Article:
Tallow serves as the weary eyes for the reader. He is a man broken by the apathy and endless politics of his department and his only solace is the honesty of good police work. He is assigned the task of finding out the secrets and the origins of the room as a punishment for dropping the steaming pile of shit into the precinct’s lap in the first place. Tallow is always a step away from snapping. He is lonely, tired and directionless. When readers get a peek inside his life and his apartment they witness a sparse collection of TV dinners and forgotten music. When Tallow isn’t detecting, he is a flat character of unfulfilled ambition and disinterest, but when he starts to be the cop, he is a rich and well defined crime solver who sees through the cracks of an ugly world to find answers. Solving the gunroom is the only thing that gives Tallow’s life purpose and as he begins to unravel the complex conspiracy surrounding the room, he is not intimidated by the powerful men who are responsible, because he has absolutely nothing to lose. Even the most influential man cannot threaten someone who is already half dead. This idea makes Tallow the perfect Ellisian (yeah, I said that) hero, a man who is so thoroughly sick of the world, the world can’t threaten him anymore.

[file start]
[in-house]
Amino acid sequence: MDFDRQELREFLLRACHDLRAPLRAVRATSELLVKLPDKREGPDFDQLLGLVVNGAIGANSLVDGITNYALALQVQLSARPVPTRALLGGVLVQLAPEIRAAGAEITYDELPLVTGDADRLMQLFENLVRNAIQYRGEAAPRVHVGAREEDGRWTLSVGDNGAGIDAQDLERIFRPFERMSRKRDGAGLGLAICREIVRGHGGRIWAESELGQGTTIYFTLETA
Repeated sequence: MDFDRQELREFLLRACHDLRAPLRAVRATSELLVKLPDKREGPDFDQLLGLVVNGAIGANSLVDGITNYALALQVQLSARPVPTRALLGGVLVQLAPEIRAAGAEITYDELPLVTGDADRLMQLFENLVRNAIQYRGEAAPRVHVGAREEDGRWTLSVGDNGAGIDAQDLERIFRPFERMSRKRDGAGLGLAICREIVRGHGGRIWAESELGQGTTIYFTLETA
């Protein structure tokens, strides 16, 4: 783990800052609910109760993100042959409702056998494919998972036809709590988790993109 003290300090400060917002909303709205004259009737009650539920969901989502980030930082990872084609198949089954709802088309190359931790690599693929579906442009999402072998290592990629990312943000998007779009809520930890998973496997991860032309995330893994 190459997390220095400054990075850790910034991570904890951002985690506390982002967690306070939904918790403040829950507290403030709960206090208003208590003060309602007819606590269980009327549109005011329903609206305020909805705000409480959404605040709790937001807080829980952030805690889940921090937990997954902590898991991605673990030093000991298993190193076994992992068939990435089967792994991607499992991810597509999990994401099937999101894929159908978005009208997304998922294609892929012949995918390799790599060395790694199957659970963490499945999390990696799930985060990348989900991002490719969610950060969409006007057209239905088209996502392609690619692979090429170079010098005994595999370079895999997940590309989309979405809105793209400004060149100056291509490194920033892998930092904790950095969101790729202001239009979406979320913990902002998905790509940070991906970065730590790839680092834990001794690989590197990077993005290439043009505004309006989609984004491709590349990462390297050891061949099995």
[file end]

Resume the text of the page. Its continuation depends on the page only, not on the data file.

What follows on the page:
Tallow must face the men who constructed the Gun Church, the Hunter. The Hunter believes himself to be the repository of all the violence and murders in Manhattan’s history. He is used by a group of businessmen in a vast conspiracy of greed and control. The chapters dealing with the Hunter are chilling in their efficiency. He is a coldhearted weapon, a gun himself and Tallow must be able to out think a man whose very instinct makes him the world’s deadliest killer. Ellis creates the perfect foil for each of his characters. Tallow is numbed by the modern trappings of society, while the Hunter is pained by them. Only a man like Tallow, a man not distracted by emotion or the pursuit of worldly pleasures can quiet his mind enough to catch the Hunter. The cat and mouse game the two play throughout the novel is expertly executed by Ellis. Chapter after chapter of the Hunter evading pursuit as Tallow tries to decipher the meaning of his Gun Church.